For six decades, the message from Immanuel Lutheran Communities (ILC) in the Flathead Valley has been one of service, of understanding the community’s needs and trying to fulfill them in the most compassionate and human way possible.
From its roots as a simple nursing home and a safe, comfortable place for seniors to its current multi-million dollar expansions, ILC continues to grow as senior-living trends predict Montanans living longer in the future.
“Immanuel Lutheran started and has continued for 60 years to be responsive to our community’s needs,” said CEO Jason Cronk. “It really started with a group of men and women who recognized that they need a comfortable place for the seniors to live.”
That realization in 1953 started a campaign to raise money, one that took fundraisers to Lutheran churches across the state for seed capital in order to build a nursing home. That dream came to fruition in 1957, when the nursing home opened.
But the forward-thinking board saw the need for more services, Cronk said. Memory care began in 1976, with the opening of the Bratsburg Memory Wing of the existing nursing home after a group of motivated men and women saw the need to help their elders who seemed to be suffering from memory issues.
Though commonplace now, memory care back then was revolutionary.
“We opened one of the first in the country in little old Kalispell,” Cronk said. “We opened a wing dedicated to people with Alzheimer’s and some form of dementia.”
In the 1980s, an eye on the community’s needs and a desire to stay competitive identified a growing group of seniors who could live on their own, but wanted to be in a community. So in 1988, Immanuel Lutheran built 100 apartments for independent living in a community setting, another revolutionary idea at the time, in what became Buffalo Hill Terrace.
Once the Terrace filled up, Immanuel Lutheran began providing a more intensive version of independent living with assisted living services, obtaining its first license to do so in 2000. Cronk noted that because there are both independent and assisted living at Buffalo Hill Terrace, residents who need to transition can do so smoothly and easily.
In 2012, ILC opened The Retreat, which allows residents who have been through an acute procedure or issue to stay for a short time before heading home.
“That was more forward-thinking, recognizing there was a need for this, that these types of people didn’t need long-term care, they just needed an average of 28 days,” Cronk said. “We call them guests. It’s much more of a hospitality type of service. They all come in broken and they all go home happy.”
The ILC board won’t rest on its laurels, Cronk said. The nursing home created 60 years ago has outlived its mechanical, electrical and plumbing lines, which need to be updated. This launched a multi-phase campaign to reposition the ILC campus in order to more effectively serve the community, he said.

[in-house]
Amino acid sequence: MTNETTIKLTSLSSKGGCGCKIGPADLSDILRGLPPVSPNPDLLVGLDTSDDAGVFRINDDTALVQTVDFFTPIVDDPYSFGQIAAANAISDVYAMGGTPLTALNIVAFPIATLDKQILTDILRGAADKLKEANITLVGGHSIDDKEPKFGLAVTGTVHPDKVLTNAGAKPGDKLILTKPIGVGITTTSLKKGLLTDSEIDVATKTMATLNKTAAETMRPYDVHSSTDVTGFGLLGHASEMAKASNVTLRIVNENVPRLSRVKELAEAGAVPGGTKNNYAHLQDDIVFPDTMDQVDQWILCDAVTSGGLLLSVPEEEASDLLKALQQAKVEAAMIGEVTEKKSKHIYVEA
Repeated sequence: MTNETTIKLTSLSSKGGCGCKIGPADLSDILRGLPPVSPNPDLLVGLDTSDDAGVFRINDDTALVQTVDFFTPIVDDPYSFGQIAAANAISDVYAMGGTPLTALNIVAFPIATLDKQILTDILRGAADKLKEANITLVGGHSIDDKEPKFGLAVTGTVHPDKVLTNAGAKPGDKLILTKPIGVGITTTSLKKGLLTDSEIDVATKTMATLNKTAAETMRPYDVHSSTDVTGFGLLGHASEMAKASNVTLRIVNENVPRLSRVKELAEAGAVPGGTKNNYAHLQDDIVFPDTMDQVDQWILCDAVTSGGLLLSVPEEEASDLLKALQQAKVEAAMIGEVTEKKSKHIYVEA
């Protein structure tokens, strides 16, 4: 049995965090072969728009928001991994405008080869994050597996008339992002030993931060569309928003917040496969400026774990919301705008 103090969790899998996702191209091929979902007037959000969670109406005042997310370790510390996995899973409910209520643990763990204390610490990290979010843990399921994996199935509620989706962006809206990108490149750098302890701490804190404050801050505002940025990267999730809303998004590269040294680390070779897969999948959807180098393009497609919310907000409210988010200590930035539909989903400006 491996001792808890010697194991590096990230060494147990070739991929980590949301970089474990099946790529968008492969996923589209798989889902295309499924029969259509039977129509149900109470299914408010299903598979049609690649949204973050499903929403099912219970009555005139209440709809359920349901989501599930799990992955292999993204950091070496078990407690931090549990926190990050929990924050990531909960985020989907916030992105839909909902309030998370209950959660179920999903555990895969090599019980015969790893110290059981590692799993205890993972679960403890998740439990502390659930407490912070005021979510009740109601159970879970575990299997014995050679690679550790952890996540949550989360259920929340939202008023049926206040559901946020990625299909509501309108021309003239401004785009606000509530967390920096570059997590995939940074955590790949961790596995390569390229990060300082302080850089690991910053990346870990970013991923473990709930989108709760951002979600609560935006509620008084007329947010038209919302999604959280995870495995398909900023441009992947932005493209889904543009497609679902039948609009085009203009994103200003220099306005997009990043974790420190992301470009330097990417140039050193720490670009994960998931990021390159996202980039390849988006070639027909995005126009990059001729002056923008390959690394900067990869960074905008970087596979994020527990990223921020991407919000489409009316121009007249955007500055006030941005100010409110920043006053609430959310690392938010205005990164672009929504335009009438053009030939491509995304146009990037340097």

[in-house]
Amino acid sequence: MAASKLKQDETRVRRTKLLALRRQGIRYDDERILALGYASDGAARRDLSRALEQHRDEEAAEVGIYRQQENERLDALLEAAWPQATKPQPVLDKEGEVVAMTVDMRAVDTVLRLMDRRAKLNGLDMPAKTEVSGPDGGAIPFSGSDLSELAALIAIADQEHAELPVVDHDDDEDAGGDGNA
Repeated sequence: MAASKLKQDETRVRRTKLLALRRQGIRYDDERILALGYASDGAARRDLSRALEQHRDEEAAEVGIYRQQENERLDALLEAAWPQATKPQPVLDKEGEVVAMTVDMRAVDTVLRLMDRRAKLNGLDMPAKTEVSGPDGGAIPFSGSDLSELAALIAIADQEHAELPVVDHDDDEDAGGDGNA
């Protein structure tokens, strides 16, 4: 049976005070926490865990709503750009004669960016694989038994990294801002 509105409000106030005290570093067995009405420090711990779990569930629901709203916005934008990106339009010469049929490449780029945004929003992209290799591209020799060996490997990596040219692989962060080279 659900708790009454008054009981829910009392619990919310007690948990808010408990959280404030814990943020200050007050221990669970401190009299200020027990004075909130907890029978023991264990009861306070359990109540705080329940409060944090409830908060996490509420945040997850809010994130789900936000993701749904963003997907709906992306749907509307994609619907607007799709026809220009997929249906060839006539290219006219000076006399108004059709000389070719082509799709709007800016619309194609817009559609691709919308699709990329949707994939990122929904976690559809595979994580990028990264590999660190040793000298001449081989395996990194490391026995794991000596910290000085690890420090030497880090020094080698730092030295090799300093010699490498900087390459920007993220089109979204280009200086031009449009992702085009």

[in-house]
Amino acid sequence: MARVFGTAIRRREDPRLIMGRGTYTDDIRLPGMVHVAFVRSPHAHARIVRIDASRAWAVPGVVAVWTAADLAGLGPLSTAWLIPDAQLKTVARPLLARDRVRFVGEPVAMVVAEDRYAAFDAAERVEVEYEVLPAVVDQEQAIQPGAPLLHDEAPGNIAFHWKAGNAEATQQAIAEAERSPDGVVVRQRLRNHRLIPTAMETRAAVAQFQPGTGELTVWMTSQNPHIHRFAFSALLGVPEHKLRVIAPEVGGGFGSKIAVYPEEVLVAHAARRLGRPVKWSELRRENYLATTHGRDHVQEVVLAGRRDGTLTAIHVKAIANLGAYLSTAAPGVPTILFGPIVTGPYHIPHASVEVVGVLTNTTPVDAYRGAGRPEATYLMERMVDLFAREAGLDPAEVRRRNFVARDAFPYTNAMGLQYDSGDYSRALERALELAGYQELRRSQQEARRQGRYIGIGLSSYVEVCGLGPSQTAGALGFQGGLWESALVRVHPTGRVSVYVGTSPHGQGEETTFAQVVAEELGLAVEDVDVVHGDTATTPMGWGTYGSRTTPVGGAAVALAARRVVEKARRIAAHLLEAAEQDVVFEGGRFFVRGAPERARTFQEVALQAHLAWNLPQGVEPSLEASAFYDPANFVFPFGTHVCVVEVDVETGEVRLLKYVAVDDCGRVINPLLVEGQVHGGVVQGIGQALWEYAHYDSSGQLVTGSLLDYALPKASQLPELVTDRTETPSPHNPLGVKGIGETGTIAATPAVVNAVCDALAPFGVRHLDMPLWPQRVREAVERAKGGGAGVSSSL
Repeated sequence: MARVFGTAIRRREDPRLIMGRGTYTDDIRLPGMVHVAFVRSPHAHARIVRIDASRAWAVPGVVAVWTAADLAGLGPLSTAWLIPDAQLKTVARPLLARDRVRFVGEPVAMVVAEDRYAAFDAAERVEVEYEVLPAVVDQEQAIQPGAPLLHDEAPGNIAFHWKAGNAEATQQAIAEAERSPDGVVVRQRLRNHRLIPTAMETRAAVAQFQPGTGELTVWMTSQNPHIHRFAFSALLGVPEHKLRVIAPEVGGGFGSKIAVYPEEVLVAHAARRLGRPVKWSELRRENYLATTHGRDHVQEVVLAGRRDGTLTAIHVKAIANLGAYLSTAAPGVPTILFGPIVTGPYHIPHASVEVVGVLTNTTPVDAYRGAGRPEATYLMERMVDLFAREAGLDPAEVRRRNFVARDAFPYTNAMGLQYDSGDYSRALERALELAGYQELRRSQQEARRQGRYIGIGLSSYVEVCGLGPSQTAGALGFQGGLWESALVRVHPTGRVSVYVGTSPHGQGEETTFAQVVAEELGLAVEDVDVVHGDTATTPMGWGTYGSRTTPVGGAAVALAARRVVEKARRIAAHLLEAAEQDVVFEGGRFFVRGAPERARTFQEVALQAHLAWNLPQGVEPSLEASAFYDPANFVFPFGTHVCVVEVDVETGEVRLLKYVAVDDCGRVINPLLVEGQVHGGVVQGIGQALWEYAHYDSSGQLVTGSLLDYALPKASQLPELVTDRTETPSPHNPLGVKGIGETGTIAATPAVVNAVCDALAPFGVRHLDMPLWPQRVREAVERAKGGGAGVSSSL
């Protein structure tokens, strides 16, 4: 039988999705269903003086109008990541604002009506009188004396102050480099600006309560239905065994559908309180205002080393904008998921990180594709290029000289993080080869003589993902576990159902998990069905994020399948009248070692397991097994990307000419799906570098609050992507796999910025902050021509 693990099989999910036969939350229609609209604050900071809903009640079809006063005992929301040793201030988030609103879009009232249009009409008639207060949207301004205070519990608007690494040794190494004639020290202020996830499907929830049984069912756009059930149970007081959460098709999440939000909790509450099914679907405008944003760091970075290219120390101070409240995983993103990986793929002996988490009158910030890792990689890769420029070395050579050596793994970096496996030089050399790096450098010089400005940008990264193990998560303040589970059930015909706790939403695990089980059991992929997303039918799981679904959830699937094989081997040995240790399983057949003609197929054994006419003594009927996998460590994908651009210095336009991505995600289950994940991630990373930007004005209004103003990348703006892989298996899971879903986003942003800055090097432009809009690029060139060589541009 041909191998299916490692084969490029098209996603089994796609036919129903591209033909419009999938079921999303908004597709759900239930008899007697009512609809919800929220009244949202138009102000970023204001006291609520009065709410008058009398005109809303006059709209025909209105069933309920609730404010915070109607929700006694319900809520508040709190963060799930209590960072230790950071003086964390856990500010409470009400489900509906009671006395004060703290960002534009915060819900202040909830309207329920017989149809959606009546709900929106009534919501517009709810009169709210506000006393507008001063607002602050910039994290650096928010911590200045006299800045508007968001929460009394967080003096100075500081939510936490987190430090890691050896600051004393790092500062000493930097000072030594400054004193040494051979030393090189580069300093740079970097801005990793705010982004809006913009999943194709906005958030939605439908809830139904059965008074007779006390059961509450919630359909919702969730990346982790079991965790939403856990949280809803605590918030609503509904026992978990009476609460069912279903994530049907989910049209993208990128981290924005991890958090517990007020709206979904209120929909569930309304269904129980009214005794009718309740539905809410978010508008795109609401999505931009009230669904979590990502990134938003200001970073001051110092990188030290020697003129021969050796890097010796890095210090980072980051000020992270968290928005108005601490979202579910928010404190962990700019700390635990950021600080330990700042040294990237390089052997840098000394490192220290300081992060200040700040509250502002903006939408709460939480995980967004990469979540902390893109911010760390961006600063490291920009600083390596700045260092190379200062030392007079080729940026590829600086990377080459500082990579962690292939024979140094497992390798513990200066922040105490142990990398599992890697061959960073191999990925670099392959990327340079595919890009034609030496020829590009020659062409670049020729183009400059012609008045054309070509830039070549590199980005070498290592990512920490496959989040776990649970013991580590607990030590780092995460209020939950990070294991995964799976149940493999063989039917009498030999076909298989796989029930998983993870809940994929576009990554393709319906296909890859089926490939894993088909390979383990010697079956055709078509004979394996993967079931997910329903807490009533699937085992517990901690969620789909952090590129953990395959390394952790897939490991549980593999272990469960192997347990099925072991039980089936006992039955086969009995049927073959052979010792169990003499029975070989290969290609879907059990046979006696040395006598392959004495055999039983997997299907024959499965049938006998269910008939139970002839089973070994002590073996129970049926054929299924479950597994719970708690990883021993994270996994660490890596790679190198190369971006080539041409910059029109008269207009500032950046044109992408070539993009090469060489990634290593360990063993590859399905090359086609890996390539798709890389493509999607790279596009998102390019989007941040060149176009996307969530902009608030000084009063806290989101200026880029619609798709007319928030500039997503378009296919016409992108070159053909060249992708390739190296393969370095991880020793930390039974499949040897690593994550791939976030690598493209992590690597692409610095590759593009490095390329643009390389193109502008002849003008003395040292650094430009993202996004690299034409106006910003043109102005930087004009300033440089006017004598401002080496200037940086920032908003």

ILC expanded The Retreat from 16 rooms to 48 rooms in March and added memory care in the form of The Lodge, its newest Alzheimer’s unit, which opened at the end of June with 24 units. Already, 20 are filled.
Other improvements include an expanded kitchen and dining rooms, a new covered entrance and lobby for Buffalo Hill Terrace, and a new dining destination, called the Wooden Nickel Coffee Bar and Lounge.
In spring, Phases 2 and 3 will begin full bore, with 36 new independent living residences on top of under-building parking. This will all be connected to an indoor pool, Jacuzzi area, a new auditorium, and a chapel. So far, 34 deposits have been placed on those 36 units.
“It’s really been well-received,” Cronk said. “We’re pleased with the progress; it’s really moving forward as planned.”
Phase 3 will include updating the next wing of the nursing home to create a whole new environment that feels less institutional and more community-oriented. Cronk said about 60 percent of the nursing home residents can’t care for themselves and also have little money to pay for the services at ILC.
“That’s a real part of our ministry, is serving that component of our society that doesn’t have any money and can’t care for themselves,” Cronk said. “We’re creating a home where you don’t know who is on Medicaid. Everyone is treated the same.”
Cronk said the ILC would continue to look at community needs in the future, as will be necessary with the expected increases in the senior populations. Montanans continue to live longer, increasing the need for services such as those at ILC. According to the 2010 Census, Montana had 175 centenarians living here, and that number is expected to increase to 3,000 by 2025. Projections also show more than a quarter of the state’s population to be seniors by 2030.
“That’s what’s been behind the organization, is continually looking at what the needs are of the community and responding in an ever-changing environment and an aging Flathead Valley,” Cronk said.
For more information on Immanuel Lutheran Communities, visit www.ilcorp.org.
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